Third was “Helps Reduce Cholesterol.” FDA regs allow a health claim associating soluble fiber from whole grain oats with a reduced risk of coronary heart disease, and further allow “optional information” that the reduced risk comes through the intermediate link of cholesterol. Plaintiffs argued that Quaker went beyond “optional information” by making the cholesterol claim so prominent. The FDA sent a warning letter about an allegedly similar overemphasis of cholesterol lowering claims made on Cheerios boxes. At the pleading stage, the court thought it was premature to rule that the Quaker claims were sufficiently different from the Cheerios situation.
Fourth was “All the nutrition of a bowl of instant oatmeal” on the Quaker Oatmeal to Go bar. The regs allow the phrase “‘contains the same amount of [nutrient] as a [food]’ and “as much [nutrient] as a [food].’” However, the court found that the regulation plainly contemplates that a specific nutrient will be identified; the FDA’s examples were “as much fiber as an apple,” and “Contains the same amount of Vitamin C as an 8 oz glass of orange juice.” Quaker argued that if it could identify any one nutrient as equally available from the two products, there was no reason it couldn’t claim all the nutrition. But the reg requires that the foods being compared qualify as a “good source” of the particular nutrient. Quaker didn’t explain how it could comply with the requirement that instant oatmeal be a “good source” of unspecified nutrients; the reg simply didn’t authorize this kind of statement.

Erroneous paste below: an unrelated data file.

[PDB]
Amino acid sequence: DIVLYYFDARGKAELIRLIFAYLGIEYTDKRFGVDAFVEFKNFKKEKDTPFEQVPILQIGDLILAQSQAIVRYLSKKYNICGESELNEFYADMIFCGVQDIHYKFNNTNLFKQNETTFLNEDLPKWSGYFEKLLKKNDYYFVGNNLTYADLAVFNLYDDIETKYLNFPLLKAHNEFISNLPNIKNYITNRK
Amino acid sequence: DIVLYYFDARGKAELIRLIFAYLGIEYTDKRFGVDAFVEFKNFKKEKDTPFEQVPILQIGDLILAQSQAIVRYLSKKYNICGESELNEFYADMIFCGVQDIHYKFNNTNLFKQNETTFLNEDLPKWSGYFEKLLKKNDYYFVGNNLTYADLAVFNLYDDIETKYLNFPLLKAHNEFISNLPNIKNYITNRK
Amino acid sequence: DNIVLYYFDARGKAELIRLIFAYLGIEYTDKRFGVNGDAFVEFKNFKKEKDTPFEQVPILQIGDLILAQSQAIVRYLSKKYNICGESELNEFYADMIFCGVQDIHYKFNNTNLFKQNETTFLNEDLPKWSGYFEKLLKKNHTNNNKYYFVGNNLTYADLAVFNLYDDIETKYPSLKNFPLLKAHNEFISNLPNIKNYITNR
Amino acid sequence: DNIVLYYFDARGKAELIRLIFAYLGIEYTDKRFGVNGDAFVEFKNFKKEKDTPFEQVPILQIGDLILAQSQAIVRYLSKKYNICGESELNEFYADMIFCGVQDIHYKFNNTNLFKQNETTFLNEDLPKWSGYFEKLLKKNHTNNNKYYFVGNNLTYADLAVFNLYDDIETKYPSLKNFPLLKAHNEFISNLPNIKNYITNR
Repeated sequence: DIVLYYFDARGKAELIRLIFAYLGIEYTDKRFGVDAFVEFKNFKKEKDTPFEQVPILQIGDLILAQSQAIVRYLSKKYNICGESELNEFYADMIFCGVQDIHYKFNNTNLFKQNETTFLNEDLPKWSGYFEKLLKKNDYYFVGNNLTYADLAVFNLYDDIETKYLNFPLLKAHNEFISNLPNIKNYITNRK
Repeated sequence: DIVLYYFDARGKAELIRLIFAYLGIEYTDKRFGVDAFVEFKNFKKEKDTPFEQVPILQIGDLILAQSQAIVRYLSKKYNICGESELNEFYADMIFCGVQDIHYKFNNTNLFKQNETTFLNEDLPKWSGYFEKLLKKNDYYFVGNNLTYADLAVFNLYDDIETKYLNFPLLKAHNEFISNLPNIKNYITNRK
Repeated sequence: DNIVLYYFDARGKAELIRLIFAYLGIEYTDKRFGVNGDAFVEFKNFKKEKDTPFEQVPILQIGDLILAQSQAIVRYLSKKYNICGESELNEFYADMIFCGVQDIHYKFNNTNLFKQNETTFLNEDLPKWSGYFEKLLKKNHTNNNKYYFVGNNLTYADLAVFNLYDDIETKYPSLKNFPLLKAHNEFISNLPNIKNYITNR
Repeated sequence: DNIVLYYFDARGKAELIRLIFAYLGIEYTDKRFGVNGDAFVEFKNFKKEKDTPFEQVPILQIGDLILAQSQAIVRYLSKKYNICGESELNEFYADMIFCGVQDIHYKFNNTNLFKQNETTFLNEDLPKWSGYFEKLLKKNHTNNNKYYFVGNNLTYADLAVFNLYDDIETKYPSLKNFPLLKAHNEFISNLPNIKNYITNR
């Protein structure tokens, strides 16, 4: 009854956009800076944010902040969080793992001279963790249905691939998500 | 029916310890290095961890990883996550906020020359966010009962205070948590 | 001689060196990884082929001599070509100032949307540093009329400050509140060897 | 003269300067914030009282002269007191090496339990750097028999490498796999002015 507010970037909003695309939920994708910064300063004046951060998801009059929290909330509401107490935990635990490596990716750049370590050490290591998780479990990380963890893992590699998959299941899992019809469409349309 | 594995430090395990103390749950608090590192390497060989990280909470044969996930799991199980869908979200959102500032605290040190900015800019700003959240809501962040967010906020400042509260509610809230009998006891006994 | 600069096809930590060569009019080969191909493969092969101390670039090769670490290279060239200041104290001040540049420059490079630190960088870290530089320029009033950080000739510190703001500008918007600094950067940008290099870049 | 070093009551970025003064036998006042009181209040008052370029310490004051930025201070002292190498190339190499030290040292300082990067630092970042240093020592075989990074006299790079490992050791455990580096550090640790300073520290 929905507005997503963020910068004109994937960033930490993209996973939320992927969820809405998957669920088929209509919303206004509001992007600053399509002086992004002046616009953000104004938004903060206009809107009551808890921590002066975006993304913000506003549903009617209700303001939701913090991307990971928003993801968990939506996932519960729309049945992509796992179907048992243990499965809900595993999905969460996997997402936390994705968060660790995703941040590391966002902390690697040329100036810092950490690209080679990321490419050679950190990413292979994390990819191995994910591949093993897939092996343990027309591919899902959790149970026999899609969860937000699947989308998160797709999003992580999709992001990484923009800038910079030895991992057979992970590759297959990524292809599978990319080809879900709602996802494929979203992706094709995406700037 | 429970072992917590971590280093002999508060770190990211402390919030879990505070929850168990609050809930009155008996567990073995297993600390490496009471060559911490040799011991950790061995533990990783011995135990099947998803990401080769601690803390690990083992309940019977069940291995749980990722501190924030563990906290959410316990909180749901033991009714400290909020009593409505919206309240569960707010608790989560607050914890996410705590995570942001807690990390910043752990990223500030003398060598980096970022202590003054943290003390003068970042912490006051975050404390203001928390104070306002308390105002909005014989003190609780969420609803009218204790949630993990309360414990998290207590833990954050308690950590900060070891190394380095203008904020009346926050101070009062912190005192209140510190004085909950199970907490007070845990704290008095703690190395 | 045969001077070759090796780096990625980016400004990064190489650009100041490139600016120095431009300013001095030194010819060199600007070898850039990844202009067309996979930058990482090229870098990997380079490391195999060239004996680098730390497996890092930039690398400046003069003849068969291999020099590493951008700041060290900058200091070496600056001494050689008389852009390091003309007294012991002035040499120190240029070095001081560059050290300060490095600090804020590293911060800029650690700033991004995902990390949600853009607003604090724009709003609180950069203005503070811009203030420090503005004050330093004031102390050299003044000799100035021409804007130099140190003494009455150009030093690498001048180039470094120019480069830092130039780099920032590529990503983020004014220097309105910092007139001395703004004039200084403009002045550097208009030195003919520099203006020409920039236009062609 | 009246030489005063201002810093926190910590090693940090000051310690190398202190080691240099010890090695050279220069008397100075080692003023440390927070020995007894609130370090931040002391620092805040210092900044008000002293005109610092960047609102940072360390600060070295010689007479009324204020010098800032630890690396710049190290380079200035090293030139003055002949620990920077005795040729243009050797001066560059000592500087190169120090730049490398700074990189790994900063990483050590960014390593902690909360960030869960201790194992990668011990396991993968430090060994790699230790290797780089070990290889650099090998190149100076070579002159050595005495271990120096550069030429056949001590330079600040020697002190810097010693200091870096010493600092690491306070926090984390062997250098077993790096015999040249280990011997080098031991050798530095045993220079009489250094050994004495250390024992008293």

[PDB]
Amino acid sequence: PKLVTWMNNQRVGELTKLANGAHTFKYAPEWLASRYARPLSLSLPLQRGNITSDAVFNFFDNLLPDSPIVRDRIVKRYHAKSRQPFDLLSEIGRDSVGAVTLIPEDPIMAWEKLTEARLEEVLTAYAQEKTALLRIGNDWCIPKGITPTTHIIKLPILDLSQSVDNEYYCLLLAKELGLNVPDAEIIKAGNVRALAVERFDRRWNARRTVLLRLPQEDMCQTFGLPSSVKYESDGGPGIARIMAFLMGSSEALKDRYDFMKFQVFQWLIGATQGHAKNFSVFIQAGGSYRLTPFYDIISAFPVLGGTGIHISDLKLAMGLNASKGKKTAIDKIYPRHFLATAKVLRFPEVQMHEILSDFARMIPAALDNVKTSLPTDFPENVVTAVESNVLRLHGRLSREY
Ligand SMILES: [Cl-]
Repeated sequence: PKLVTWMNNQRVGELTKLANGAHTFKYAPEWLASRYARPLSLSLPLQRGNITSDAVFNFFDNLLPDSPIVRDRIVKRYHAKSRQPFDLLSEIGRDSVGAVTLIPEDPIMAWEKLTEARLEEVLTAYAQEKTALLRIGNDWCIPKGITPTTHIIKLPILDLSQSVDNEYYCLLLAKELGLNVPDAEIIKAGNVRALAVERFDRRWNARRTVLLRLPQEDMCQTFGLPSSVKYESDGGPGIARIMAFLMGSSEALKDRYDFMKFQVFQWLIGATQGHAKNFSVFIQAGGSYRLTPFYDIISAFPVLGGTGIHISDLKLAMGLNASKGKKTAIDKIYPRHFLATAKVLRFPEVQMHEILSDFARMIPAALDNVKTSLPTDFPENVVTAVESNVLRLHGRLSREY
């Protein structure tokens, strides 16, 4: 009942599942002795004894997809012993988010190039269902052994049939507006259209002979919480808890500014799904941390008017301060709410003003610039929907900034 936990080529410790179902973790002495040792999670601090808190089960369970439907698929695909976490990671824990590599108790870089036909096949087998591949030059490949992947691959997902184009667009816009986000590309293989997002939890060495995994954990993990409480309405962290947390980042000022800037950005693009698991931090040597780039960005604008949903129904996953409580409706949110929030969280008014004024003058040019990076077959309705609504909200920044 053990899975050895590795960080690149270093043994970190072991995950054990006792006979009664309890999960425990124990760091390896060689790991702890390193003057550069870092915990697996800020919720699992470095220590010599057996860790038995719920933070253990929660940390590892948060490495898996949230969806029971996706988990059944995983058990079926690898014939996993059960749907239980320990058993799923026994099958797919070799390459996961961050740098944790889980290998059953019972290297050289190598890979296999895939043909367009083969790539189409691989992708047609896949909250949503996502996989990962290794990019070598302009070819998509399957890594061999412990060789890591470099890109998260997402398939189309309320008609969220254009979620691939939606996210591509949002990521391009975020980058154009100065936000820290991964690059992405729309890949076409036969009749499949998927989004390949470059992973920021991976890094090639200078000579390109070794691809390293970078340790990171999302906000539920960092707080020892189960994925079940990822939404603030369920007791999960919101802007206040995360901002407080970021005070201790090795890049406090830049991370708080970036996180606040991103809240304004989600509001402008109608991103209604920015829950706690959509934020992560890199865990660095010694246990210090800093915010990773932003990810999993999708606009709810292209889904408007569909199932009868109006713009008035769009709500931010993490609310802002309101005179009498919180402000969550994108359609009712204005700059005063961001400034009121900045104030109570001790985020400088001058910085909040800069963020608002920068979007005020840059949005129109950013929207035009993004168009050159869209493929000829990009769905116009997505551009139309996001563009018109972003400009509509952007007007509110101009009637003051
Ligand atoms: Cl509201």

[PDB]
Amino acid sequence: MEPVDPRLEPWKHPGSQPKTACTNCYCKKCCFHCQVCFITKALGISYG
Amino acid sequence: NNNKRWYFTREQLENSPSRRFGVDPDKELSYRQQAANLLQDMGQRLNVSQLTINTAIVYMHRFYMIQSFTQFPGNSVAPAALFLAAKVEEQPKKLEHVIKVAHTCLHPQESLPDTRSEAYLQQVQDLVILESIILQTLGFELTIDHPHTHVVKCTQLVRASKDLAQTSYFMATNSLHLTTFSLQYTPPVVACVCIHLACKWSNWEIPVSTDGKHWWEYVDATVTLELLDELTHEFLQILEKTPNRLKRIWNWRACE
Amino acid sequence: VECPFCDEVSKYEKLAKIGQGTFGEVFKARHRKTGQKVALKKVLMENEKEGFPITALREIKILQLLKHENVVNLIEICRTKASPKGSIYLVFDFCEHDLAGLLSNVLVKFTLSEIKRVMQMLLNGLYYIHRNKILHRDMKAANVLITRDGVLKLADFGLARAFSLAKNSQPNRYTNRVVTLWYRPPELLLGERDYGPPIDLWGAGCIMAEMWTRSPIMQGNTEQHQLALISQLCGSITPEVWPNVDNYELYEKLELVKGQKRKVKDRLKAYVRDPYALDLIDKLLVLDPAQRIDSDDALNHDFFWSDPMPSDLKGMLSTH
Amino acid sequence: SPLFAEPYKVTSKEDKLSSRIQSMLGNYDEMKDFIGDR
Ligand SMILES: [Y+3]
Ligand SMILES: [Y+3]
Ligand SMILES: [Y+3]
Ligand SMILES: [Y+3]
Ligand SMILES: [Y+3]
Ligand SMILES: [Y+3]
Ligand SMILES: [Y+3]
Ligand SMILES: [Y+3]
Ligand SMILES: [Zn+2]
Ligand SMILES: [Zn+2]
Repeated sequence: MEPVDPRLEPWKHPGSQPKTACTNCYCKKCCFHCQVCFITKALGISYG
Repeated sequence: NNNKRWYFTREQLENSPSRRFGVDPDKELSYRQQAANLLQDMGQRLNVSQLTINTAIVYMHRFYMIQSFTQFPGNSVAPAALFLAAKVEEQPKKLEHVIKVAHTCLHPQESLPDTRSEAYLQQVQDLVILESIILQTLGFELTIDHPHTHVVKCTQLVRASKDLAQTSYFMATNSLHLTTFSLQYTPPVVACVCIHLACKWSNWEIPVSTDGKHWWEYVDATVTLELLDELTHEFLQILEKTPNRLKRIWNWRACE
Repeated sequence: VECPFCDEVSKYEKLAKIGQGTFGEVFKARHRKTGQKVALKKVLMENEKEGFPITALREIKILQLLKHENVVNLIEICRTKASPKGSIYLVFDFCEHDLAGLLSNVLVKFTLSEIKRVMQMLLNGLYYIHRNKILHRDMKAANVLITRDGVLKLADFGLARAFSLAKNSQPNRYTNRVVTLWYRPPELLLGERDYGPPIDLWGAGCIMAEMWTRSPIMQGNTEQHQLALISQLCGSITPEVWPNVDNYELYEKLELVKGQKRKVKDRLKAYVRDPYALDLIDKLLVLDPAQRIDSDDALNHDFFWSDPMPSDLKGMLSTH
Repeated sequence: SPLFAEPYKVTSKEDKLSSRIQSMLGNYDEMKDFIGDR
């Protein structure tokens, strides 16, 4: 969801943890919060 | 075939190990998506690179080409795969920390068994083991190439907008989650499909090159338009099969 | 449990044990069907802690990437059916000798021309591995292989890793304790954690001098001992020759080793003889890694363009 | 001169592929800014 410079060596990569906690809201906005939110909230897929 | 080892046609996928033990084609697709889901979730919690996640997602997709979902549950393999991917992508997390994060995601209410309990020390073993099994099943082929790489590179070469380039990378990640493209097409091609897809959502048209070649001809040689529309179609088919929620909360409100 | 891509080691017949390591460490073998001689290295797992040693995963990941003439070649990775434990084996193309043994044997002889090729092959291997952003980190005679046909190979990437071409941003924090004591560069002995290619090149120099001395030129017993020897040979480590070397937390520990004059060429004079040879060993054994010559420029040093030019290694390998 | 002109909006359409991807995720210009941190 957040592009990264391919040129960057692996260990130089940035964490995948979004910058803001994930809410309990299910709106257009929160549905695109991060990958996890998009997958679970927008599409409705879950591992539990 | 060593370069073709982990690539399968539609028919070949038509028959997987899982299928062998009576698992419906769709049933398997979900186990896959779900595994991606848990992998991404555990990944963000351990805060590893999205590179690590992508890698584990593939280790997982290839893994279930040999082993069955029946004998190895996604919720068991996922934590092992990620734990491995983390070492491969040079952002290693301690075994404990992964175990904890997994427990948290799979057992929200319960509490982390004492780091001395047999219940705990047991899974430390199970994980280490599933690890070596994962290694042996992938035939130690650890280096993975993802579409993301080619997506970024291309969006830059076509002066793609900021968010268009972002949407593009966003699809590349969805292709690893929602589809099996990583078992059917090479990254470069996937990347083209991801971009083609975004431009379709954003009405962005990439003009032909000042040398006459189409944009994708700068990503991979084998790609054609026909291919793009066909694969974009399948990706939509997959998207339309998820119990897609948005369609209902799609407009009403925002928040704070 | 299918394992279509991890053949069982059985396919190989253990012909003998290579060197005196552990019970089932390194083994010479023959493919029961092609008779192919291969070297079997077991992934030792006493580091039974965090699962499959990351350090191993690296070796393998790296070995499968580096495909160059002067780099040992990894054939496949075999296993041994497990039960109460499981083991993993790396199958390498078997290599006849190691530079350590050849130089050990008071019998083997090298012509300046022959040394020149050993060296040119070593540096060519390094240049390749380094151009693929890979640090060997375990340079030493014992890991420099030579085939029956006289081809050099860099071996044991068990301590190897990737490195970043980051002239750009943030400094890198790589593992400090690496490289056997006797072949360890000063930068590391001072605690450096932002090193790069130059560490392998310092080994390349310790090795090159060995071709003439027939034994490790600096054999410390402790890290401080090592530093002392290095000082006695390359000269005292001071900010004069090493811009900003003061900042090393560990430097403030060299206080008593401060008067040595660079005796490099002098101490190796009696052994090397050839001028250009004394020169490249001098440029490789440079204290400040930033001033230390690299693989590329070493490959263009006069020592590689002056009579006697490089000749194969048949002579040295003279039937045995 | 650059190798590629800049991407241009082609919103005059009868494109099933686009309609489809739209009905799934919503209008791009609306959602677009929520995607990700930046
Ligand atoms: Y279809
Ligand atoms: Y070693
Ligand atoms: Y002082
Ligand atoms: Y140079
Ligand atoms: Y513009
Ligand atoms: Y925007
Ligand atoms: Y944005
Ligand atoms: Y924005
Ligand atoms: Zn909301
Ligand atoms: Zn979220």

Plaintiffs might not be able to show falsity or misleadingness, since they didn’t allege that there were any nutrients in instant oatmeal not found in the bars or found in lower levels; trans fat isn’t a disqualifying ingredient that would render misleading otherwise truthful nutrient content claims. But that doesn’t mean there was preemption.
Finally, plaintiffs challenged images of oats, nuts, fruits, and brown sugar. The court previously held that challenges to photos of oats and nuts weren’t preempted because NLEA doesn’t regulate front-of-the-box symbols. Quaker argued that the regs governed representations relating to product flavors. But it wasn’t clear whether the challenged imagery would be better characterized as descriptive of flavors or of other characteristics. At the pleading stage, at least, there was no preemption.
Quaker renewed its puffery argument, even though the prior order found that statements such as “wholesome” and “smart choices made easy” could not be dismissed on the pleadings as puffery. Quaker argued that it had provided additional context, but the court disagreed. Quaker might be able to show that the statements were too general or vague to be actionable, but not now.